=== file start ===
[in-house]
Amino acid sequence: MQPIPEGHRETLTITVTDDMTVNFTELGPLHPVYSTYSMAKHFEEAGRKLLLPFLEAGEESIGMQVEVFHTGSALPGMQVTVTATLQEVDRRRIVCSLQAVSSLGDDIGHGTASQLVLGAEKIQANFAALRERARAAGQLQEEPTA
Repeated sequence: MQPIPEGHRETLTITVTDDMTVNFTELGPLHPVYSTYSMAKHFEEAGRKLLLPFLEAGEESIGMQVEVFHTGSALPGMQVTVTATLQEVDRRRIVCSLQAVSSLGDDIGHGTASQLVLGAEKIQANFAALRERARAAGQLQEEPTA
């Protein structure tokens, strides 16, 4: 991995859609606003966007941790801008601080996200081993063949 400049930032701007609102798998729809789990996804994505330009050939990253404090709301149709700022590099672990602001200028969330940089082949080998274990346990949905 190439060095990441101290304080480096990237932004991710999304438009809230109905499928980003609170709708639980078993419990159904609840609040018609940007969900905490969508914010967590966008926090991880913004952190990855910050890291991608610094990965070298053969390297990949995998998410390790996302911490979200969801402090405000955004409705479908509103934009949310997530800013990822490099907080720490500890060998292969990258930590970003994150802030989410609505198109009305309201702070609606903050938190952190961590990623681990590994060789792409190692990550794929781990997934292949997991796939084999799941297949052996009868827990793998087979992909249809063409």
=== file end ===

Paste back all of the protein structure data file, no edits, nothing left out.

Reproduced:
[in-house]
Amino acid sequence: MQPIPEGHRETLTITVTDDMTVNFTELGPLHPVYSTYSMAKHFEEAGRKLLLPFLEAGEESIGMQVEVFHTGSALPGMQVTVTATLQEVDRRRIVCSLQAVSSLGDDIGHGTASQLVLGAEKIQANFAALRERARAAGQLQEEPTA
Repeated sequence: MQPIPEGHRETLTITVTDDMTVNFTELGPLHPVYSTYSMAKHFEEAGRKLLLPFLEAGEESIGMQVEVFHTGSALPGMQVTVTATLQEVDRRRIVCSLQAVSSLGDDIGHGTASQLVLGAEKIQANFAALRERARAAGQLQEEPTA
């Protein structure tokens, strides 16, 4: 991995859609606003966007941790801008601080996200081993063949 400049930032701007609102798998729809789990996804994505330009050939990253404090709301149709700022590099672990602001200028969330940089082949080998274990346990949905 190439060095990441101290304080480096990237932004991710999304438009809230109905499928980003609170709708639980078993419990159904609840609040018609940007969900905490969508914010967590966008926090991880913004952190990855910050890291991608610094990965070298053969390297990949995998998410390790996302911490979200969801402090405000955004409705479908509103934009949310997530800013990822490099907080720490500890060998292969990258930590970003994150802030989410609505198109009305309201702070609606903050938190952190961590990623681990590994060789792409190692990550794929781990997934292949997991796939084999799941297949052996009868827990793998087979992909249809063409």